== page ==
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Scotland’s first minister has said her party will not back Boris Johnson’s fresh attempt to secure a Brexit deal.

Nicola Sturgeon said the prime minister’s plan would still leave Scotland outside of the EU, the single market and customs union.

And she said the proposals “do not look at this stage like they will be acceptable” to the EU.

The Scottish Conservatives claimed Ms Sturgeon’s SNP had “no interest” in the UK securing a deal with the EU.

They said the “real shame” was the first minister “conspiring” to put Labour leader Jeremy Corbyn into Downing Street.

The exchanges at Holyrood came as Mr Johnson – who insists the UK will leave the EU on 31 October with or without a deal – outlined his new proposals to MPs at Westminster.

His plan would see Northern Ireland stay in the European single market for goods but leave the customs union.

The aim is to replace the Irish border “backstop” which was the main reason the withdrawal agreement previously put forward by Theresa May was rejected three times by MPs.

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Mr Johnson says the only alternative to his new plan is leaving the EU without a deal

Mr Johnson insists his proposal are a “genuine attempt to bridge the chasm” – but the European Commission has said there are “problematic points” and “further work is needed”.

Although the plan has been welcomed by the DUP, other political parties in Northern Ireland and business groups have dismissed it.

Speaking at first minister’s questions, Scottish Conservative interim leader Jackson Carlaw challenged Ms Sturgeon over her party’s opposition to the prime minister’s proposals.

Ms Sturgeon responded: “The proposals that were published by the UK government yesterday do not look at this stage like they will be acceptable to the European Union.

“They also seem to break all of the promises that were made to Ireland at the start of the Brexit process, but aside from all of that these proposals would take Scotland out of the European Union, out of the single market and out of the customs union – all against our will.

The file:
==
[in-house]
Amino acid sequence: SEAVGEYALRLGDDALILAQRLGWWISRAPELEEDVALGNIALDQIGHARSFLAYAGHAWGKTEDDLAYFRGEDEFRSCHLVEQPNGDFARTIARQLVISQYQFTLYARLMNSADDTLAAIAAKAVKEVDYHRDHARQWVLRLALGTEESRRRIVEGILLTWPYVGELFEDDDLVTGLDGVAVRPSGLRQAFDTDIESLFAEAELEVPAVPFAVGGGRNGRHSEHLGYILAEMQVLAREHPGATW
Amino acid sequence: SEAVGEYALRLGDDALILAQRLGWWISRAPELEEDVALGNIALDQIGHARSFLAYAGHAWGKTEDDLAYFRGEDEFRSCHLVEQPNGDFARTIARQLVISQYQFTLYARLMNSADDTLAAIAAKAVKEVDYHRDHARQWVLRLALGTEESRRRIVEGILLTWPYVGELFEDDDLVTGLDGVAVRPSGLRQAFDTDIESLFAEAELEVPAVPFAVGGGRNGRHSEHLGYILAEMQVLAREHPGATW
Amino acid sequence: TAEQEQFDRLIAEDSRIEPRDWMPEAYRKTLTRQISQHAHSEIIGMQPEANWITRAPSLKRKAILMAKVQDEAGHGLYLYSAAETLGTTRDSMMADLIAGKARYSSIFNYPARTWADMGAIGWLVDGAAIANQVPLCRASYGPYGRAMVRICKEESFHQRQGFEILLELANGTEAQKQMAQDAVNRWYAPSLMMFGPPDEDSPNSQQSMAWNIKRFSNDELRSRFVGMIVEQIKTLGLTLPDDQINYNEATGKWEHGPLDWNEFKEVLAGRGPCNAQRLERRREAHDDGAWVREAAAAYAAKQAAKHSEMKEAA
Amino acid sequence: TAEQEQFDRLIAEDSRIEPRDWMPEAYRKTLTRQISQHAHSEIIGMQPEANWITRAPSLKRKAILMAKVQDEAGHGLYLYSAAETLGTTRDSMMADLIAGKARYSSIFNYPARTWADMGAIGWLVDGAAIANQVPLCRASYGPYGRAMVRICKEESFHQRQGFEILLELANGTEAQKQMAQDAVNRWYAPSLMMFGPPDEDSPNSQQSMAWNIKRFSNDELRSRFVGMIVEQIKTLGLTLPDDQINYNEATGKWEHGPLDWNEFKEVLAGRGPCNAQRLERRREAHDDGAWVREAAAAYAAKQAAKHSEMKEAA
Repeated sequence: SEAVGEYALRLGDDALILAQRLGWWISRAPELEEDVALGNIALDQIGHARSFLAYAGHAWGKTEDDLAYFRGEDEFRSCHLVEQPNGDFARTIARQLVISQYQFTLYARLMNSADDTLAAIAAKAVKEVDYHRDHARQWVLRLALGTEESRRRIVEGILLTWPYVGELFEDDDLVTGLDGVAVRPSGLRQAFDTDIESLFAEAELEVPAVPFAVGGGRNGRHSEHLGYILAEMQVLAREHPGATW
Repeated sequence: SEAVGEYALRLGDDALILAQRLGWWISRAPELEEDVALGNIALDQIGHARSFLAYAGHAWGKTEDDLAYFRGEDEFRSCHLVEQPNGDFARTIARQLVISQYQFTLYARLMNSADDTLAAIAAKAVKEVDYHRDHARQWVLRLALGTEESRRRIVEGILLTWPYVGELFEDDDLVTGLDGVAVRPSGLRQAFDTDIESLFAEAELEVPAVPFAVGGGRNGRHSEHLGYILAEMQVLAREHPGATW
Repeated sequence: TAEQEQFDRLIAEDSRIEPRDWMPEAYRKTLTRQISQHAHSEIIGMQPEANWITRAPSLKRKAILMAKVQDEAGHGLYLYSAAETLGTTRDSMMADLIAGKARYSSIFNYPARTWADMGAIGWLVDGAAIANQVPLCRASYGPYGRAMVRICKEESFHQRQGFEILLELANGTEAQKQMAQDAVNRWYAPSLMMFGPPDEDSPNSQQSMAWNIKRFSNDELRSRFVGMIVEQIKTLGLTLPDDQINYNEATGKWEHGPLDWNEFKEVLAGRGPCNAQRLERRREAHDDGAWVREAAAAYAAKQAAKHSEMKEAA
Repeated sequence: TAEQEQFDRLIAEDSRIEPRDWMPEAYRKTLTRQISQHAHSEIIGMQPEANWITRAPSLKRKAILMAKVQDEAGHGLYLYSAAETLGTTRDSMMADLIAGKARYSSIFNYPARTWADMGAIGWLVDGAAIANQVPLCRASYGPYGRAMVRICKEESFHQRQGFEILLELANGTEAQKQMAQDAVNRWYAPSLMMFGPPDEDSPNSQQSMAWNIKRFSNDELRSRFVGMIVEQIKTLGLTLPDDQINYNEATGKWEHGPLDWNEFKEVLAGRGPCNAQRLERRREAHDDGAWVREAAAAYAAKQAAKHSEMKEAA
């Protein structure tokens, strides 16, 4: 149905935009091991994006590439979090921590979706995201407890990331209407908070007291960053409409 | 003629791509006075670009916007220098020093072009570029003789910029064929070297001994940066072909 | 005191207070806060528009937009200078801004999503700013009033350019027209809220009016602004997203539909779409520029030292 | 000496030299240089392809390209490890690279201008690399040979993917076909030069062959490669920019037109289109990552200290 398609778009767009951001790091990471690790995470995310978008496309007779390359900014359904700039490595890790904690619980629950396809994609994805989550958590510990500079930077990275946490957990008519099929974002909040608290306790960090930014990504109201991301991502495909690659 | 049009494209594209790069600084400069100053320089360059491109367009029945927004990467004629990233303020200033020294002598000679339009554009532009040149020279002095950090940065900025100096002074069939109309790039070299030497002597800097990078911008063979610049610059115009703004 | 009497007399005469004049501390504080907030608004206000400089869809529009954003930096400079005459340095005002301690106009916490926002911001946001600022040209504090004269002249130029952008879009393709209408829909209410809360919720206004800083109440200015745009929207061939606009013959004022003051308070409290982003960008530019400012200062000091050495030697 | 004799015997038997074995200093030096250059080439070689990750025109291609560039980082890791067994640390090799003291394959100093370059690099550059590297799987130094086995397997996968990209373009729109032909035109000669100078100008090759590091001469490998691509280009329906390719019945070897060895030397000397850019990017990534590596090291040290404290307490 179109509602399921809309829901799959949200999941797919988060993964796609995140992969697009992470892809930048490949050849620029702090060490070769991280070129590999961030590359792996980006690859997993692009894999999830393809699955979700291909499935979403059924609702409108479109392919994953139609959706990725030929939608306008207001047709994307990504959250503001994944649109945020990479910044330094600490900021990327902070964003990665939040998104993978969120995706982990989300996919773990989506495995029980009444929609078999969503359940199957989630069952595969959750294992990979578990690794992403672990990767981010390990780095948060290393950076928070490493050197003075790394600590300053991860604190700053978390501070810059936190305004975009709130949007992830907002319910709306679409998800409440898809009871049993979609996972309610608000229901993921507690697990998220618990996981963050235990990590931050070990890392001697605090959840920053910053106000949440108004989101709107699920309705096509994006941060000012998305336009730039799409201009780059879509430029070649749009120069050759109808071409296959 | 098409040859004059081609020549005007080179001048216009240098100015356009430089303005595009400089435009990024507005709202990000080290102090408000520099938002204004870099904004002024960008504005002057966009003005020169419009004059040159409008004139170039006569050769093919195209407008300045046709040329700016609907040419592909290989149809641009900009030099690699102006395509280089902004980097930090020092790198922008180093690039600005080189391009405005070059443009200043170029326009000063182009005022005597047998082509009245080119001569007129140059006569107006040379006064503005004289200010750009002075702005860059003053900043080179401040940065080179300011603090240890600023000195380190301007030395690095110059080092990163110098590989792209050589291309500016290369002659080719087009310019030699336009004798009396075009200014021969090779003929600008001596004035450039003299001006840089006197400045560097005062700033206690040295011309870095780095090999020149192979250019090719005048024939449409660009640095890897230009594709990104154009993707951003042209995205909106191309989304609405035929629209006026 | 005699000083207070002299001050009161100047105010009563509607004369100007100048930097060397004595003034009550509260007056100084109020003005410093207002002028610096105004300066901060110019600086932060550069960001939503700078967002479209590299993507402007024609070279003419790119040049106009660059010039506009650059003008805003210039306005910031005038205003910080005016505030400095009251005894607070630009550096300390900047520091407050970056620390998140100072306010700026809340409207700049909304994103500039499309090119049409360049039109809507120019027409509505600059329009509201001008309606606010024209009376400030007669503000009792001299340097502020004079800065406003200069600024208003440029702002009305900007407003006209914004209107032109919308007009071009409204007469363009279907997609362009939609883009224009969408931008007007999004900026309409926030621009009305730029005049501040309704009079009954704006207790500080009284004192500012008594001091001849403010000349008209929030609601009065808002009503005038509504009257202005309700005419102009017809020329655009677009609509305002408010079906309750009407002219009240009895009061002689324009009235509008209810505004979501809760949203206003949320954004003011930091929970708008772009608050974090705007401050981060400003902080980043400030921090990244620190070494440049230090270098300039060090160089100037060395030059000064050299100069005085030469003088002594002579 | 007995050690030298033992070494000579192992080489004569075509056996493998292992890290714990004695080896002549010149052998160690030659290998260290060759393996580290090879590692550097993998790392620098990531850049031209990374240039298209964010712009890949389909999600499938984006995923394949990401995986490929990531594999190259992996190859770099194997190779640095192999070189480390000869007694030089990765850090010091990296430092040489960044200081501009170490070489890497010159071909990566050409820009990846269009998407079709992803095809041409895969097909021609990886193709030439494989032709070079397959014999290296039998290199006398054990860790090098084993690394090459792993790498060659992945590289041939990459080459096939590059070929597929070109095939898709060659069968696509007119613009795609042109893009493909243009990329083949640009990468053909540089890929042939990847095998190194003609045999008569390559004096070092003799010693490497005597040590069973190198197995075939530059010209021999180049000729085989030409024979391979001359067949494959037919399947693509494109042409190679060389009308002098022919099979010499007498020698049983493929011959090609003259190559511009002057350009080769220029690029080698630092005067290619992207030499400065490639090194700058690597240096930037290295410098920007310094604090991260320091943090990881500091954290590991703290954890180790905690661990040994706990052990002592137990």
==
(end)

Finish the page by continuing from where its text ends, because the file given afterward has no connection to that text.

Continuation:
“And they suggest a much looser relationship with the EU and a much harder Brexit than even that proposed by Theresa May.”

Ms Sturgeon said she would not support the plan and accused Mr Carlaw of being more interested in “standing up for Boris Johnson” than standing up for Scotland.

The prime minister has said his proposals are the only alternative to a no-deal Brexit – but Ms Sturgeon said her alternative was “no Brexit”.

Mr Carlaw insisted there was a need for compromise on all sides of the debate in order to secure a deal before the UK’s scheduled exit date at the end of the month.

He said: “Further dither, delay and uncertainty, and the prospect of Jeremy Corbyn as prime minister – to which this first minister is disgracefully open – is much more damaging to us all than getting this sorted now.

“We are at the 11th hour, there is a need on all sides to compromise if we are going to reach a negotiated settlement, yet the record of this SNP government has been to fail to do so.

“The first minister repeatedly says she will do anything possible to stop no-deal, yet despite three opportunities so far this year, her MPs haven’t ever voted for a deal.”

What is the PM’s plan?

Under Mr Johnson’s proposals, which he calls a “broad landing zone” for a new deal with the EU:

Northern Ireland would leave the EU’s customs union alongside the rest of the UK, at the start of 2021

But Northern Ireland would, with the consent of politicians in the Northern Ireland Assembly, continue to apply EU legislation relating to agricultural and other products – what he calls an “all-island regulatory zone”

This arrangement could, in theory, continue indefinitely, but the consent of Northern Ireland’s politicians would have to be sought every four years

Customs checks on goods traded between the UK and EU would be “decentralised”, with paperwork submitted electronically and only a “very small number” of physical checks

These checks should take place away from the border itself, at business premises or at “other points in the supply chain”

The government is also promising a “New Deal for Northern Ireland”, with financial commitments to help manage the changes.



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